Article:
Fundamentally the same as gamma rays, but originating from electrons outside the atomic nucleus. Some resources may also distinguish gamma rays and x-rays based on energy. X-rays properties are given. They have a shorter wavelength of the electromagnetic spectrum. Requires high voltage to produce x-rays. They are used to capture the human skeleton defects. They travel in a straight line and do not carry an electric charge with them. They are capable of travelling in a vacuum [5,6].

α-partical: α-partical is emitted during the decay process. Such nuclei have high proton to neutron ratio. α-particles are quiet stable in their configuration with two protons and two neutrons. Protons to neutron ratio is reduced in the parent nucleus decay by altering the Z. So the parent and the daughter atoms are chemically different elements [7,8].

The capacity of the α-particle to penetrate materials is not very great, it usually penetrates no more than a few centimetres in air and is absorbed by a relatively small thickness of paper or human skin. However, because of their speed and size, they are capable of ionising a large number of atoms over a very short range of penetration. This makes them relatively harmless for most sources that are about a metre or more away, as the radiation is easily absorbed by the air. But if the radiation sources are close to sensitive organs α-particle radiation is extremely dangerous [9,10].

β-particles: Beta-particle radiation consists of fast moving electrons. Every β-particle carries either one negative or one positive electronic charge (± 1.6 × 10-19 coulomb: -e, +e). They are affected by electric and magnetic fields. The speed depends on the source, but it can be up to 90% of the speed of light. Β-particles can penetrate up to 1 m of air. They are stopped by a few millimetres of aluminium or perspex. Their ionising capacity is much less than that of α-radiation. They are very dangerous if ingested [11,12].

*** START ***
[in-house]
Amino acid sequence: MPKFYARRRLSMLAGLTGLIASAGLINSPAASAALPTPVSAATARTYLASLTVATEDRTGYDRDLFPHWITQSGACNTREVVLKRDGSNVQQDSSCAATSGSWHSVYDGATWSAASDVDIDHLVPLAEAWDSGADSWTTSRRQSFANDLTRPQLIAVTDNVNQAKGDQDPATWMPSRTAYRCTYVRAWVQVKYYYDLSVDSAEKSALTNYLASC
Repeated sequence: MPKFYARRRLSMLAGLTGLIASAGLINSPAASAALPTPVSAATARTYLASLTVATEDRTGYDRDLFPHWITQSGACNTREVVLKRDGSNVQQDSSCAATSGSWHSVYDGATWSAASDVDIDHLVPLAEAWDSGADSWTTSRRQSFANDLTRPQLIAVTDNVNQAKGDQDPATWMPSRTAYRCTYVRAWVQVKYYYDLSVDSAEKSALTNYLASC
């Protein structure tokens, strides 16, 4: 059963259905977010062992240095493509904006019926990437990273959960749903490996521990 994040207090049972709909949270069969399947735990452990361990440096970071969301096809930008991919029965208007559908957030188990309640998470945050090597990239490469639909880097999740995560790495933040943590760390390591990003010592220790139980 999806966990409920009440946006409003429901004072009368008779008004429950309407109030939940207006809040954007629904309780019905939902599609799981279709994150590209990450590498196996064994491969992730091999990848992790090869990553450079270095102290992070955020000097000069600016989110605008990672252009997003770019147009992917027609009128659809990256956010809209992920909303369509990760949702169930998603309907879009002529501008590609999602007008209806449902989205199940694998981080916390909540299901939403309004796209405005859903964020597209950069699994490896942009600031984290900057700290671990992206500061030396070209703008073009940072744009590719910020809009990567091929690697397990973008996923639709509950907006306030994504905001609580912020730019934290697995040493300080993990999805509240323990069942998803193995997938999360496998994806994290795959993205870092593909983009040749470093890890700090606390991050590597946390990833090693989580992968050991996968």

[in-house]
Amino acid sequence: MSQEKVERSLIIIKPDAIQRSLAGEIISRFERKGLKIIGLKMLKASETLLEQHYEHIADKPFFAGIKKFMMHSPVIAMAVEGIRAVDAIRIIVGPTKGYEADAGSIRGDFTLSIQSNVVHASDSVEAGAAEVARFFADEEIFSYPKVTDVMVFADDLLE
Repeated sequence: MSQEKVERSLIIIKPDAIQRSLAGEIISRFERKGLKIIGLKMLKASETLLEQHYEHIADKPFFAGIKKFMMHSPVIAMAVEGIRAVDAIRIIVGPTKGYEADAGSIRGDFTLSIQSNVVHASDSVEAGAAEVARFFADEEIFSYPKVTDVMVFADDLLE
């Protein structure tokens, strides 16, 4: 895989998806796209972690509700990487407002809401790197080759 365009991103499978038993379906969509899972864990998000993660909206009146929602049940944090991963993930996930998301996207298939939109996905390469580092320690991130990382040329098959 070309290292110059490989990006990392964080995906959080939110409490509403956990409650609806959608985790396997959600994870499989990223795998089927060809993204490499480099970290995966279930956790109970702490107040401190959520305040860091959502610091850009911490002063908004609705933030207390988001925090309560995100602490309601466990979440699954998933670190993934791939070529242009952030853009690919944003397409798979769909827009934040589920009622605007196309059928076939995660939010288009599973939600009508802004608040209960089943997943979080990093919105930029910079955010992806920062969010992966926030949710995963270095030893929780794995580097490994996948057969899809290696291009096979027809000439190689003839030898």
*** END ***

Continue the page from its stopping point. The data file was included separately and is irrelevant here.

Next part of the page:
Interaction of radiation with the material

The ways in which the rays interact with the material vary depending on the type, extent and energy of these rays. In our subject, we discuss gama's interaction with the x-ray with the material [13,14].

Photoelectric effect: The complete transfer of energy from a gamma ray photon to an atomic electron of the shielding material. Photoelectric absorption is more common for lower energy gamma radiation (<500 keV) and for shielding materials constructed from high atomic number elements, such as tungsten, lead and bismuth [15].

Compton scattering: The transfer of part of the energy of a gamma ray photon to an atomic electron of the shielding material. After undergoing compton scattering, the gamma photon may undergo further scattering or absorption interactions with the shielding material and/or emerge from the shielding material with diminished energy. Compton scattering is predominant at relatively high gamma energies (500 keV-1500 keV) and for shielding constructed from low atomic weight materials.

Pair production: An interaction of a gamma ray photon with the nucleus of an atom which results in the creation of beta particle and a positron. The positron, then undergoes an annihilation reaction with an electron to produce two 511 keV gamma rays. The incident gamma radiation must have a minimum energy of 1022 keV to undergo pair production. Pair production becomes an important attenuation interaction for very high energy radiation (>1500 KeV).